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$40,000 Awarded for Loss of Homemaking Capacity

This is a personal injury case arising out a car accident which occurred on Howes Street in New Westminster. As the claimant entered an intersection on a green light another vehicle suddenly turned in front of her causing a collision.

Loss of the ability to do work within the home is compensable as a loss of homemaking capacity in Supreme Court personal injury ICBC cases in BC:

There is much merit in the contention that the court ought to be cautious in approving what appears to be an addition to the heads of compensable injury lest it unleash a flood of excessive claims. But as the law has developed it would not be appropriate to deny to plaintiffs in this province a common law remedy available to plaintiffs in other provinces and in other common law jurisdictions. It will be the duty of trial judges and this Court to restrain awards for this type of claim to an amount of compensation commensurate with the loss. With respect to other heads of loss which are predicated upon the uncertain happening of future events measures have been devised to prevent the awards from being excessive. It would be reasonable to expect that a similar regime of reasonableness will develop in respect of the kind of claim at issue in this case.(Kroeker v. Jansen, [1995] 6 W.W.R. 5 para 29)

The claimant was responsible for the majority of household tasks, including outdoor maintenance before the car accident. Since the accident, she says she has been unable to do much of that work and said that she would continue to be disabled from these tasks in the future.

The family doctor had diagnosed the following injuries sustained in the collision: right patellar fracture; right knee contusion; musculoligamentous injuries of the right hip; musculoligamentous injuries to the cervical, thoracic and lumbar spine; muscle tension headaches; depressed mood with sadness, decreased appetite and mood swings; anxiety with specific phobias of being in a motor vehicle, driving, approaching intersections and approaching other vehicles; and sleep disturbance with difficulty falling asleep and remaining asleep.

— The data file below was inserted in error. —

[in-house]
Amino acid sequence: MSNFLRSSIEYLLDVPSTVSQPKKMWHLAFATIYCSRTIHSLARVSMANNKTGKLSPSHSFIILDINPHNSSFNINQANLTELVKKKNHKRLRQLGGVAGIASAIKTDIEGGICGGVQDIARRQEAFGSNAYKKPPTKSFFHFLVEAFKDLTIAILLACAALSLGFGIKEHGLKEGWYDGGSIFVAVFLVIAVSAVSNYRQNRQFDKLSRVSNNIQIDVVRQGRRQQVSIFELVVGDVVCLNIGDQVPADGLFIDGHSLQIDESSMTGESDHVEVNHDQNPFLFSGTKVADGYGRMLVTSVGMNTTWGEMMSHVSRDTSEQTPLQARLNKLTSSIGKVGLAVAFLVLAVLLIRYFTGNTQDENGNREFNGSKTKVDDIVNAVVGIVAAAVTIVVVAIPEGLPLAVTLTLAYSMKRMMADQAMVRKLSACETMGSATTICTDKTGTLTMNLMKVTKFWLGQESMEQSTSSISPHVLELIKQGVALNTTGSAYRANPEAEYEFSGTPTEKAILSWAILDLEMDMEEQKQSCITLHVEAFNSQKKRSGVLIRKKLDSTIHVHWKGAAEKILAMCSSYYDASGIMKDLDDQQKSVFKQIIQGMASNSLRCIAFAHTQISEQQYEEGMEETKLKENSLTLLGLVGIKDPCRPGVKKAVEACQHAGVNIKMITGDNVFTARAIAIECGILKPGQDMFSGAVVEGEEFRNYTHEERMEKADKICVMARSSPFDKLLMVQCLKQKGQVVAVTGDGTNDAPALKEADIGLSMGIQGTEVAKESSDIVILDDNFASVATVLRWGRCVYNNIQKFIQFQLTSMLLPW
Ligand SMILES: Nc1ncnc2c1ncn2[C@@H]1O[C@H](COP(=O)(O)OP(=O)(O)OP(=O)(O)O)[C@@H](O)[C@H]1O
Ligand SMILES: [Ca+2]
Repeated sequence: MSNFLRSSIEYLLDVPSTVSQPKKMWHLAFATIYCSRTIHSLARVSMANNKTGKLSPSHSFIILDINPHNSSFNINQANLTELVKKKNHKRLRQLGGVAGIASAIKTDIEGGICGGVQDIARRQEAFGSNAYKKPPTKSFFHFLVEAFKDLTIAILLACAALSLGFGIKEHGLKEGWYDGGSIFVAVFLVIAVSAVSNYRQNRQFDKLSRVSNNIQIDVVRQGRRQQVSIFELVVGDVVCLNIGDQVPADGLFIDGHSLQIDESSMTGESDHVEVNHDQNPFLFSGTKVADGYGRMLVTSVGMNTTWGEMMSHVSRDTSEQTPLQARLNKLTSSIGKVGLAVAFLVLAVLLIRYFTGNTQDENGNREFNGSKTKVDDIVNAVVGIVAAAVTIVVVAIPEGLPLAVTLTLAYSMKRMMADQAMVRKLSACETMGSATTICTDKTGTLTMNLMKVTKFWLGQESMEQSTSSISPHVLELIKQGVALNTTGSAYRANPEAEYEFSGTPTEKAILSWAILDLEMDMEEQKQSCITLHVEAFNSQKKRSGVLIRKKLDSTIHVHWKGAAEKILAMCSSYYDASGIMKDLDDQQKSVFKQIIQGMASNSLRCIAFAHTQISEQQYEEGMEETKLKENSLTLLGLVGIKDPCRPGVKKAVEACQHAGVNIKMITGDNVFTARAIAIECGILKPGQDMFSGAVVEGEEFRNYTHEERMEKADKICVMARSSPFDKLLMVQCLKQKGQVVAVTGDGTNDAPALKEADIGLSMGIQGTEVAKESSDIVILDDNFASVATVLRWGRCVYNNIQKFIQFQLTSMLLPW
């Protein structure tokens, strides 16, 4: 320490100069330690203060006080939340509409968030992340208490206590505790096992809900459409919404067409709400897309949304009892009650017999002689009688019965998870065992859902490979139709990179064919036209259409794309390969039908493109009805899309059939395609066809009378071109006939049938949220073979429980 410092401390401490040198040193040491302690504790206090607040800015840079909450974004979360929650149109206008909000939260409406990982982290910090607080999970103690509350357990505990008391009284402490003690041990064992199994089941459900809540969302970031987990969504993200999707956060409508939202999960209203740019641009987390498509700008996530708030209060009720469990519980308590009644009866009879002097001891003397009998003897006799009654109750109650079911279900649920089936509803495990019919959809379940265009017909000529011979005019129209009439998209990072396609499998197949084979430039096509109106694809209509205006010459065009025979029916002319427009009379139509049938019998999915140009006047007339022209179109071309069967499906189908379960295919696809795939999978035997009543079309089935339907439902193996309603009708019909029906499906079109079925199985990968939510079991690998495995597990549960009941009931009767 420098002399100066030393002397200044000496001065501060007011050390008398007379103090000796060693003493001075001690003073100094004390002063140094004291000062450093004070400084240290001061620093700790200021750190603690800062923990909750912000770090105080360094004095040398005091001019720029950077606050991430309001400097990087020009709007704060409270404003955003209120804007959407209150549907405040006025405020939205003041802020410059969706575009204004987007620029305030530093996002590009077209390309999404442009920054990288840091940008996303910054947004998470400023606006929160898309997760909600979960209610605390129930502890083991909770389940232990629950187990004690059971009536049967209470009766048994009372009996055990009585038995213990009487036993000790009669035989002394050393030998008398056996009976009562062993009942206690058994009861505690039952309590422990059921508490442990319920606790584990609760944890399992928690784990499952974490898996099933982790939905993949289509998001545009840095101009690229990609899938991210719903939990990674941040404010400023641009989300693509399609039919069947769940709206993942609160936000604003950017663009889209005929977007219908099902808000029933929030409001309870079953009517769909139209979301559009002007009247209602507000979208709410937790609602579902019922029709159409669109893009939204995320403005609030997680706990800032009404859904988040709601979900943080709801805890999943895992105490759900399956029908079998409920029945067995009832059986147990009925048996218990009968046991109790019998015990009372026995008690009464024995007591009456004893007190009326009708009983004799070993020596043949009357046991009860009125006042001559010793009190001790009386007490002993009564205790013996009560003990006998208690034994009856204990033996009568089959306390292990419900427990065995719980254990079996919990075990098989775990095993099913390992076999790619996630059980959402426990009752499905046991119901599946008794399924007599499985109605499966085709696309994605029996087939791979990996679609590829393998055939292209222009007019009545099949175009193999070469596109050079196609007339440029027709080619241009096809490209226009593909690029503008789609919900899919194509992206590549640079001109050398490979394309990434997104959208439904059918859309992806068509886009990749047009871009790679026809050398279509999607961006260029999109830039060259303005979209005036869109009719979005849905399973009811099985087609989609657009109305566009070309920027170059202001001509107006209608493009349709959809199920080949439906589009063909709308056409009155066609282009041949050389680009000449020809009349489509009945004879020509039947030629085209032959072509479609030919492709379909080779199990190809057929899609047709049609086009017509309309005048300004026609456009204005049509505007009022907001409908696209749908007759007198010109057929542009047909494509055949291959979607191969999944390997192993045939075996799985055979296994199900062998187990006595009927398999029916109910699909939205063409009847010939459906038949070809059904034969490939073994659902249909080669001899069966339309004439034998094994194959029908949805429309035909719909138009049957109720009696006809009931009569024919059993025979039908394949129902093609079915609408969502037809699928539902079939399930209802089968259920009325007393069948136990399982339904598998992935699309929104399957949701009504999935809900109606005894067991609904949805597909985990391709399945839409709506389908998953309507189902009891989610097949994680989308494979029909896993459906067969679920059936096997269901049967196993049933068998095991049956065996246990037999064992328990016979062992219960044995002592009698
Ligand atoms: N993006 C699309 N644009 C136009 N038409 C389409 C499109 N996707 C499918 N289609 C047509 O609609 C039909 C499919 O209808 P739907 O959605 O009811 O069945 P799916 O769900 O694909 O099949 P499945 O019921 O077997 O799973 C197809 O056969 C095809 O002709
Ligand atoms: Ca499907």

The judge accepted that the claimant’s injuries interfere with some of her ability to work around her home to the same degree that she did previously. However, the court was not satisfied that the claimant was disabled to the degree claimed. It is notable that the claimant returned to work full-time by about one year after the car crash and she never sought or required the use of outside help since the accident. There was no evidence either that she received homemaker benefits from ICBC after the car accident.

In the circumstances, the court awarded $40,000 as a reasonable assessment for what this claim is worth for past and future loss of housekeeping capacity ( click here for full case Sohal v. Singh,2017 BCSC 734).

   In summary, the claimant was entitled to the following damages:

a)    Pain and suffering –  $80,000

b)    Past wage loss – $44,000

c)     Loss of future earning capacity -$75,000

d)    Cost of future care -$12,000

e)    Loss of housekeeping capacity- $40,000

f)      Special damages- $1,431.79

Total:   $252,431.79

Posted by Vancouver Personal Injury Lawyer Mr. Renn A. Holness, B.A. LL.B.

Tags: icbc case examples, ICBC Injury claim, loss of homemaking capacity, Soft tissue injury

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